At least three buildings owned by Floyd and Betty Squires are poised for sale.
A federal bankruptcy judge has approved an agreement forged — if somewhat begrudgingly — between landlords Floyd and Betty Squires and the city of Eureka that will essentially remove the couple from their property rental business, at least for the time being.
Long story short, an “examiner with special powers” will be appointed to oversee the Squireses’ estate but the agreement stops short of the city’s initial bid to wrest complete control away from the couple, who will retain a “collaborative” role until a plan goes into place to pay off their estimated $2.6 million in debt.
While details are still being ironed out, the basic proposal is for Real Property Management to take over day-to-day operations while the examiner works to determine the value of the Squireses’ assets and how to best maintain those properties.
That includes dealing with health and safety issues that have been the subject of extensive litigation and disagreement between the city and the Squireses.
In handing down his decision, Judge William Lafferty acknowledged the contentious relationship between the city, the Squireses and their main creditor Mark Adams, who ultimately forced the couple’s hand. (See “Squireses File for Bankruptcy as Auction Looms
,” Nov. 10, 2017).
“This is an unusual case in that the tempers have been quite hot and heavy on both sides and there is a lot of dispute about the history, how we got here and there is some dispute about the condition of the properties ... but there is ultimately an agreement that the intelligent thing to do here is to liquidate some of the properties,” he said during Wednesday’s hearing.
There are already twin $1 million sale offers on the table, according to court documents. One is for the site where the Blue Heron Lodge once stood before it was razed by the city last year. The other offer is for two properties: the problematic and boarded up apartment building at 833 H St. and the notorious (and also condemned) apartment building on Third Street that became known as the “Heroin Hilton.”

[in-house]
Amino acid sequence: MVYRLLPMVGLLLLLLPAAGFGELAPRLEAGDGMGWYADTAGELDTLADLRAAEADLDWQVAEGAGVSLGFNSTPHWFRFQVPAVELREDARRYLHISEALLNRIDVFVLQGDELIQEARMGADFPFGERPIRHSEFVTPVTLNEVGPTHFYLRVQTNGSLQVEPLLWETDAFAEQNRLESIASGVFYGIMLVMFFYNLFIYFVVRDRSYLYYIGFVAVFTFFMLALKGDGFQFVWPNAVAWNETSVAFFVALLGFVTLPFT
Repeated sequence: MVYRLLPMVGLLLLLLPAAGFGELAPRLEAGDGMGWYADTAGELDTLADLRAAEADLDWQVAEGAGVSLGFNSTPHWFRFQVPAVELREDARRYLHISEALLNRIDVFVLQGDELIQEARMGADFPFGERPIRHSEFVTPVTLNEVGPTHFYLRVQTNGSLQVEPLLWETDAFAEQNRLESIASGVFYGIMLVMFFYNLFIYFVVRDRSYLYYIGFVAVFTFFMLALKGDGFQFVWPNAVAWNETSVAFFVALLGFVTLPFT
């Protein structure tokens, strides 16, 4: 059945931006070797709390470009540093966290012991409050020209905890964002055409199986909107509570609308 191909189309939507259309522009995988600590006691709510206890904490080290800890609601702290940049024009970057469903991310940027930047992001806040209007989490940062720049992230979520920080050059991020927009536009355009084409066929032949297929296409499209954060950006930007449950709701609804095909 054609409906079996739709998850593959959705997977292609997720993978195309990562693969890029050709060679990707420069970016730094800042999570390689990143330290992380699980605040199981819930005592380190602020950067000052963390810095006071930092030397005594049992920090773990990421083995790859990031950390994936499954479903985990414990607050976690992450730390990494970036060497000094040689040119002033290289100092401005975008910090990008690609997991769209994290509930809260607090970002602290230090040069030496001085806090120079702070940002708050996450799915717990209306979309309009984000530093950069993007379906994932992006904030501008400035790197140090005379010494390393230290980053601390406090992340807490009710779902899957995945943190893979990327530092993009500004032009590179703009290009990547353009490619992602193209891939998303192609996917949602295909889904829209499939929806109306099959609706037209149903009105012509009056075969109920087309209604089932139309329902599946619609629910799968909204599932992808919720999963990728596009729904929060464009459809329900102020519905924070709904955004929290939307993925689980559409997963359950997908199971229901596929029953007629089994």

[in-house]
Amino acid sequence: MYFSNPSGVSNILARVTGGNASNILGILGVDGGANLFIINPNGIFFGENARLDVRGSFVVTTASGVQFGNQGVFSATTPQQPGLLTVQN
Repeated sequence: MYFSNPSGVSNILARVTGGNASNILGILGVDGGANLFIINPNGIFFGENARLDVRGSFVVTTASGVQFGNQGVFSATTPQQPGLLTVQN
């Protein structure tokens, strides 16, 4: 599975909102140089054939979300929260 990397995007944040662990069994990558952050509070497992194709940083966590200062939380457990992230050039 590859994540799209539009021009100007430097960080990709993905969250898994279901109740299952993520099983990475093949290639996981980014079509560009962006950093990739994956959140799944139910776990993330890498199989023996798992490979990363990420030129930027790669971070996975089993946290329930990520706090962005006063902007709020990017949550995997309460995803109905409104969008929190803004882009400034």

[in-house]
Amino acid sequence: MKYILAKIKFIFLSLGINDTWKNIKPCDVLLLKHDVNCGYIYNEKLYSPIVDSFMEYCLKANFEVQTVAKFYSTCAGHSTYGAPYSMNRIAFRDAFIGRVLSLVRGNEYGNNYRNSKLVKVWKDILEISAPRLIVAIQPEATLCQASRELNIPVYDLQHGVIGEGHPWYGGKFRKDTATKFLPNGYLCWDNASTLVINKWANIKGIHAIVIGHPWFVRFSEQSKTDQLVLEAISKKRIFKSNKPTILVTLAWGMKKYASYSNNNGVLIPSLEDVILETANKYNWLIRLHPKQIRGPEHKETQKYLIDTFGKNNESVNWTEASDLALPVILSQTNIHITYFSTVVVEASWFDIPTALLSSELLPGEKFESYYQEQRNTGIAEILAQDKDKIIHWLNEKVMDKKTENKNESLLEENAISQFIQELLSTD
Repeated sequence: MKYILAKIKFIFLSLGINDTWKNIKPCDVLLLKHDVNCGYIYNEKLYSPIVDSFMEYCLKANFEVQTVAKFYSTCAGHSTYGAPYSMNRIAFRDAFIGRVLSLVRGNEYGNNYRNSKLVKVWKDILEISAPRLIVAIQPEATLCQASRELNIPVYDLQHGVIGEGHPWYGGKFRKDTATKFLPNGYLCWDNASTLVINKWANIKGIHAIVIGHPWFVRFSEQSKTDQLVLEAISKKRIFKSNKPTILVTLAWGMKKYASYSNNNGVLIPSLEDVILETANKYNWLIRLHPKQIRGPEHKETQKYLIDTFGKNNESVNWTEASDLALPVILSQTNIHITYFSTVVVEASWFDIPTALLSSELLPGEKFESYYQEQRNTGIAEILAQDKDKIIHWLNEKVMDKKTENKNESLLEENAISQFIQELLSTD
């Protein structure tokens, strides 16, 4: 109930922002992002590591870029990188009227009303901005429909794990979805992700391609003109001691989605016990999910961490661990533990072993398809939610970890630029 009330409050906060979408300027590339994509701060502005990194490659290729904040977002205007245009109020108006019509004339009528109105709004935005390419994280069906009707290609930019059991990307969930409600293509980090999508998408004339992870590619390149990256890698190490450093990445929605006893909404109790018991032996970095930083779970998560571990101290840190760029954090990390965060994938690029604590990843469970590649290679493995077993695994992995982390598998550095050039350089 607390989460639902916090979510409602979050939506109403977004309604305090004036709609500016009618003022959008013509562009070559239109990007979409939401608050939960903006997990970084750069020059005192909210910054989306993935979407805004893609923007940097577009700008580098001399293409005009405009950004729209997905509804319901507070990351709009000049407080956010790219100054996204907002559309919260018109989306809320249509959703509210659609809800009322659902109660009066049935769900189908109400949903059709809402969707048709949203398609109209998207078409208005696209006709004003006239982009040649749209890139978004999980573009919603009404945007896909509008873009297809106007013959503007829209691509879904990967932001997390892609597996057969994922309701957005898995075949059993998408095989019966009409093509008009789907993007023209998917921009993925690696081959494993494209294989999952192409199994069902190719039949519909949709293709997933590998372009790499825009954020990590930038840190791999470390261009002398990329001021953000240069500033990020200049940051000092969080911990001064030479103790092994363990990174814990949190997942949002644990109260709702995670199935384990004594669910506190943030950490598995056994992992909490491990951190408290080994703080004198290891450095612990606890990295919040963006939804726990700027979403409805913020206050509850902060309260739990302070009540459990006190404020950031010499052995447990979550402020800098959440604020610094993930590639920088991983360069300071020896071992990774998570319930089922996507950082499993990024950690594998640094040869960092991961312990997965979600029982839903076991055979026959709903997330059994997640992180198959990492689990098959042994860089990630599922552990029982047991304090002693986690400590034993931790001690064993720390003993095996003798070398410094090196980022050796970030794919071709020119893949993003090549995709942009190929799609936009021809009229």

Those are slated to go before Lafferty for approval April 25.
Considering that just a few weeks earlier the city and the Squireses were preparing to face off in what was expected to be a particularly bitter trial over Eureka’s request to have control of the couple’s estate taken over by a bankruptcy trustee, the agreement was a major shift in strategy for both sides.
While the agreement’s terms initially required the city and the Squireses to “take action” to have an eight-year-long Superior Court case dismissed, along with dropping any other claims against one another, Lafferty directed the parties to instead state their intent to do so and he would entertain that aspect of the agreement as a separate motion. (See “Suing Squires
,” Sept. 1, 2016).
One of the other features that makes the Squireses’ bankruptcy so unusual, Lafferty noted, is that it appears the couple will be able to settle their creditors’ claims by selling off a core group of properties, meaning those left remaining will more than likely belong to them once the Chapter 11 case is settled.
How that will square with the proposal to drop the superior court case — which includes 26 properties — is not exactly clear, but in the agreement each side also promises to essentially play nice by entering into a “mutual non-disparagement agreement.”
At Wednesday’s hearing, Lafferty also approved a spending plan for the month of April that includes a $9,000 budget for the Squireses — which will be their ongoing allotment while their properties are under the supervision of the examiner. But the allotment comes with the caveat that the estates’ bills get paid first.
Jared Day, representing the Office of the U.S. Trustee, part of the Department of Justice, which essentially acts as a watchdog for the proceedings, raised concerns that there simply was not enough money to go around this month — especially with property taxes coming due.
“I don’t see any way there is going to be anywhere near close to $9,000 a month without a sale,” he told the judge.
The Squireses’ attorney David Chandler acknowledged the couple might have to do some “belt tightening” but if the sales before court go through on a 20-day escrow, things will be on much more stable financial ground in the coming weeks.
Lafferty made clear he’s looking for Squireses and the city to work collaboratively “to get everyone behind a plan” that can bring this case to a close in the upcoming months while also praising “everyone’s professionalism.”
He noted that if the trustee trial had take place there were risks for both sides and added the Squireses have acknowledged “they fought this fight long enough that they're happy to vacate the field.”
“My goal here is to get you guys to the finish line as expeditiously as we can,” Lafferty said.